“If I had to choose between Elmer and the itch, I’d start scratchin'”
Kind of an unexpected story. Not that Street Angel was business as usual, plot-wise, but somehow I expected this one to be more normal and boring, which is maybe why I put off watching it for four months. Lazybones is a very lazy boy with an amazingly patient mother. He’s hot for neighbor Agnes Fanning but doesn’t do much about it, just expects her to marry him someday. Her sister Ruth is summoned home from college by their dour, domineering mother to marry snotty businessman Elmer, but Ruth has already been secretly married and widowed and has a baby. So she does the natural thing: puts the baby safely in a basket then jumps into the river to drown herself. This is the only act of free will performed by the Fanning sisters in the movie… they do everything their forbidding mother demands, to the ruination of both of their lives. Ruth spends the next 15 years unhappily married to Elmer, sneaking glimpses of her daughter through the window, having no more kids and finally dying of illness/madness, and Agnes breaks up with Lazybones and spends her days shut up in mother’s house, only learning the truth at the end.
Ruth (left) and Agnes:
Lazybones, meanwhile, agrees to raise the baby (it’s a girl, his mother tells him). Raises her well with the help of mother, but doesn’t get any less lazy. He goes off to fight in the WWI trenches and stumbles into heroism when he sleeps through a battle and finds himself behind enemy lines, helping take 20 captives. Comes home and finds his adopted daughter has become a young woman, so he starts falling creepily in love with her, until she’s fortunately whisked away into marriage by a nice local boy. LB grabs his fishing pole and heads for the river, as if the last eighteen years was just one long afternoon.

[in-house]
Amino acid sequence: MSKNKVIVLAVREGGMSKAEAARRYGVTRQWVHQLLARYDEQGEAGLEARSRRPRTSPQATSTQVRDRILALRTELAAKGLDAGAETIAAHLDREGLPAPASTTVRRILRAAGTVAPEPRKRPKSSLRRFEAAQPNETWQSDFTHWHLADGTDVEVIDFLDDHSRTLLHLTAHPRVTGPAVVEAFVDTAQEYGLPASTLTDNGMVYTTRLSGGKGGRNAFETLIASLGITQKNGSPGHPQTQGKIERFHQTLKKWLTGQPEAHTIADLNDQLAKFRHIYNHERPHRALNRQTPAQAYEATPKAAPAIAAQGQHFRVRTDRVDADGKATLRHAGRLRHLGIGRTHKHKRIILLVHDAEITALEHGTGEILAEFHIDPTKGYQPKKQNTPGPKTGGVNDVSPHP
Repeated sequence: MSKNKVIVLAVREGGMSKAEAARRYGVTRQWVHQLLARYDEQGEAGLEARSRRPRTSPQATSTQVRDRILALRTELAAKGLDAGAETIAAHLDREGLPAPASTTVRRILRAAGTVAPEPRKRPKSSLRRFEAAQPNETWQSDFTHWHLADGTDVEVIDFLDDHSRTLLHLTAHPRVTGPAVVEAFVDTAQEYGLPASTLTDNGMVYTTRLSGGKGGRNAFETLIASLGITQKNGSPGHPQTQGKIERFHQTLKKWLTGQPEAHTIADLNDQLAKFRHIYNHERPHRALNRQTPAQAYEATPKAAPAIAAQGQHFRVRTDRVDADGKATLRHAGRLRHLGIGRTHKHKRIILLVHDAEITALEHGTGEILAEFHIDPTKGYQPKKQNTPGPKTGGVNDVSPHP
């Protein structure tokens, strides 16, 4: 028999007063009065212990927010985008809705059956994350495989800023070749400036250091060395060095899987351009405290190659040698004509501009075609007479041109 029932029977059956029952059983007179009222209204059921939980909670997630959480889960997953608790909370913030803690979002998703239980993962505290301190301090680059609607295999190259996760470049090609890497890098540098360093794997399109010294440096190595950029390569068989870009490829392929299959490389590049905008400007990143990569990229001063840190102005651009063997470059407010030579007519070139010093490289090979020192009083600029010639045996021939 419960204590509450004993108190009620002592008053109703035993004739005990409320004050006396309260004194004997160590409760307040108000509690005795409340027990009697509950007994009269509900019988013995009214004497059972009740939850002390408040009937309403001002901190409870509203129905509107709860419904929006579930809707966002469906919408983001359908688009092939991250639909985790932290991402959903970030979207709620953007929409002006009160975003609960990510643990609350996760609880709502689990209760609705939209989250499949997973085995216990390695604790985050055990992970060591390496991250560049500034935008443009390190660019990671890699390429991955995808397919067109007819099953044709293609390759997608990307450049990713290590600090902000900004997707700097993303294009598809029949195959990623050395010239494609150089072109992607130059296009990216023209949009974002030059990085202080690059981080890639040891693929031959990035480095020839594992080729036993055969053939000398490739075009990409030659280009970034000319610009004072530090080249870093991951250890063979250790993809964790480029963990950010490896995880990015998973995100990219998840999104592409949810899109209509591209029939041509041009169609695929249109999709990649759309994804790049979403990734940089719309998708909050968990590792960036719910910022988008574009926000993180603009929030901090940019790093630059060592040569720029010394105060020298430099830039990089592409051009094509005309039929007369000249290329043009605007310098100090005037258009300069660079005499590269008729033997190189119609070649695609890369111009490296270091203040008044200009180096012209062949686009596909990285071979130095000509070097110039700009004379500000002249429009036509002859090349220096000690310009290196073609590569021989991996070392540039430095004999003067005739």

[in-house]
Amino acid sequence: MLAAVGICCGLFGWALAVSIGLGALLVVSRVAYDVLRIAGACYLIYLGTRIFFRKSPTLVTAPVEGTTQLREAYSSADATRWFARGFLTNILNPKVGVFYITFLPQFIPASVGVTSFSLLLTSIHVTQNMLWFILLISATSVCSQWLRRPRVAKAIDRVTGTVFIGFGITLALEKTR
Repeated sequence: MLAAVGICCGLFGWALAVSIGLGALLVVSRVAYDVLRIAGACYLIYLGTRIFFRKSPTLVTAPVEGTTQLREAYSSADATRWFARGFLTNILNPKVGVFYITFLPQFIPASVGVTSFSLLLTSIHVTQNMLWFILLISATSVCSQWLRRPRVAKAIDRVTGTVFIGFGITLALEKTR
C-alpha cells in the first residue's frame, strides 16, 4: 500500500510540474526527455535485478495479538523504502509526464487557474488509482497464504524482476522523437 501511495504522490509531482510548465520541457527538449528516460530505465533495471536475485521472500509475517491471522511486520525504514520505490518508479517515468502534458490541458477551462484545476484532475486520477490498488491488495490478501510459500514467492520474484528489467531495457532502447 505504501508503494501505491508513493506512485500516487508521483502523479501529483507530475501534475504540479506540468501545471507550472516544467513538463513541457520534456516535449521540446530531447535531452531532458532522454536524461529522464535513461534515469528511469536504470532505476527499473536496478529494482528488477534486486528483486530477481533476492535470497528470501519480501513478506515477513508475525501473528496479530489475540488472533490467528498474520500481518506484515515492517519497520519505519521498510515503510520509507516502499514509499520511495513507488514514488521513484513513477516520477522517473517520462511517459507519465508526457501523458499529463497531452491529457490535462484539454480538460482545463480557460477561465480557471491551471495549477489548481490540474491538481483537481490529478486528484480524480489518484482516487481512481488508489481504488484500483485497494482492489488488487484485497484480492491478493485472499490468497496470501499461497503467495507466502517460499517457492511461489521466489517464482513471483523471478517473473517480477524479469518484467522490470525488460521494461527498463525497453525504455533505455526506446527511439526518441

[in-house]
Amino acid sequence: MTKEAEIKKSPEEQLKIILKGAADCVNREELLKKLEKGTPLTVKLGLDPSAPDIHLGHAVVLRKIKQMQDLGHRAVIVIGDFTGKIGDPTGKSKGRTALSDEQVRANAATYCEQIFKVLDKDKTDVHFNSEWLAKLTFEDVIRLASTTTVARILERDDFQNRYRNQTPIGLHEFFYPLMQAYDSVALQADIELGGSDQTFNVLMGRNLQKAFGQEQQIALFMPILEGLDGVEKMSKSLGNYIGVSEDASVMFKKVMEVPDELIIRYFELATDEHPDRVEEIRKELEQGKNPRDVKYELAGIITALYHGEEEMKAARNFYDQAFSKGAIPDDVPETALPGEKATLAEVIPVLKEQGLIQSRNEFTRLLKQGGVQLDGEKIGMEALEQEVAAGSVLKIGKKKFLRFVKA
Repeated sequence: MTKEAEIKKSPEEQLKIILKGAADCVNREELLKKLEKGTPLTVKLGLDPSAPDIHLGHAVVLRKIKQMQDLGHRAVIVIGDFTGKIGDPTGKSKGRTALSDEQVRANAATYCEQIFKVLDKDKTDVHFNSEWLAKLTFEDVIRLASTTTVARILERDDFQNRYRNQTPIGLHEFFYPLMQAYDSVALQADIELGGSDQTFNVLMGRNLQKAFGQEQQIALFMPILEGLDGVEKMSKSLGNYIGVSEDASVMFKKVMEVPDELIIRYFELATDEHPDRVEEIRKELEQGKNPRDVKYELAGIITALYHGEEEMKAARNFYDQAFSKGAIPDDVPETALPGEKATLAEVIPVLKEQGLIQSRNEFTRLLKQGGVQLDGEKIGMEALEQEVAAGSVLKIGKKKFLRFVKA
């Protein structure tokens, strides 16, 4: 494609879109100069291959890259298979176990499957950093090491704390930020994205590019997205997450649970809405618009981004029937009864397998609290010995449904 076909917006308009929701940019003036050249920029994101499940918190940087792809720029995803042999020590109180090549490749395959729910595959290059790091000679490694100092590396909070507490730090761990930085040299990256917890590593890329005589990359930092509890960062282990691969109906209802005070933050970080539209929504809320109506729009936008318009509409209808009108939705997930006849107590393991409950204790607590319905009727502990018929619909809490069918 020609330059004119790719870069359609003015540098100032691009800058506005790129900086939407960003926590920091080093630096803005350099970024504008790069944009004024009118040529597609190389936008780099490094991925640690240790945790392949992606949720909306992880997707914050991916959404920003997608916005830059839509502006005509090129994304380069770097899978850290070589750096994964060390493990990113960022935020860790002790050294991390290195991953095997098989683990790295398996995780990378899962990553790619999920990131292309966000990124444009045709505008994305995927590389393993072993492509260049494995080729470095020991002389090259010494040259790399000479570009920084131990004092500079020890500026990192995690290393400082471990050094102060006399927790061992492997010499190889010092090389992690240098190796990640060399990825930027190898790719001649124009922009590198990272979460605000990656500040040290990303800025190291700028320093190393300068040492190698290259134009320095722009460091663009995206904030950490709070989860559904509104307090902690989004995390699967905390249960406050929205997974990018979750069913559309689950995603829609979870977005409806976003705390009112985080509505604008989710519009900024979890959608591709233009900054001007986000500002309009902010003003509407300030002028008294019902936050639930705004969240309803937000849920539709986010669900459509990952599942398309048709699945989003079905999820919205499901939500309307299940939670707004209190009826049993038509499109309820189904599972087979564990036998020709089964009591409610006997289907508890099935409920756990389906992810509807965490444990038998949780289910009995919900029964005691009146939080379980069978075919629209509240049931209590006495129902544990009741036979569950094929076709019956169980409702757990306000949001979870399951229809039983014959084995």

Lazy Buck Jones was in 150+ westerns and this, and his grown stepdaughter (above) Madge Bellamy starred in John Ford’s The Iron Horse a year earlier, would later appear in White Zombie.
Emily Fitzroy (of The Bat and the original Gentlemen Prefer Blondes) played the evil mother of sisters Ruth (Zasu Pitts of Greed, Ruggles of Red Gap and Stroheim’s The Wedding March) and Agnes (Jane Novak of some Harold Lloyd shorts).
Senses of Cinema refers to Ruth’s “illegitimate daughter.” Has the author not seen the movie lately, or is it like Miracle at Morgan’s Creek, where we know that Hollywood must provide a girl with a lost or deceased husband in order to have a child, but it’s understood by the viewer that the girl wasn’t actually married – a complicit understanding between film and audience of the limits imposed by censorship? Ah, Michael Grost agrees: “While there is a censor-placating marriage ceremony for Ruth (Zazu Pitts in a great performance), this is a thinly disguised look at the problems faced by unwed mothers and illegitimate children. It recalls Way Down East (D. W. Griffith, 1920). The negative look at small town life, and the wasted lives full of pain of rejected people who live there, also recall True Heart Susie (D. W. Griffith, 1919).”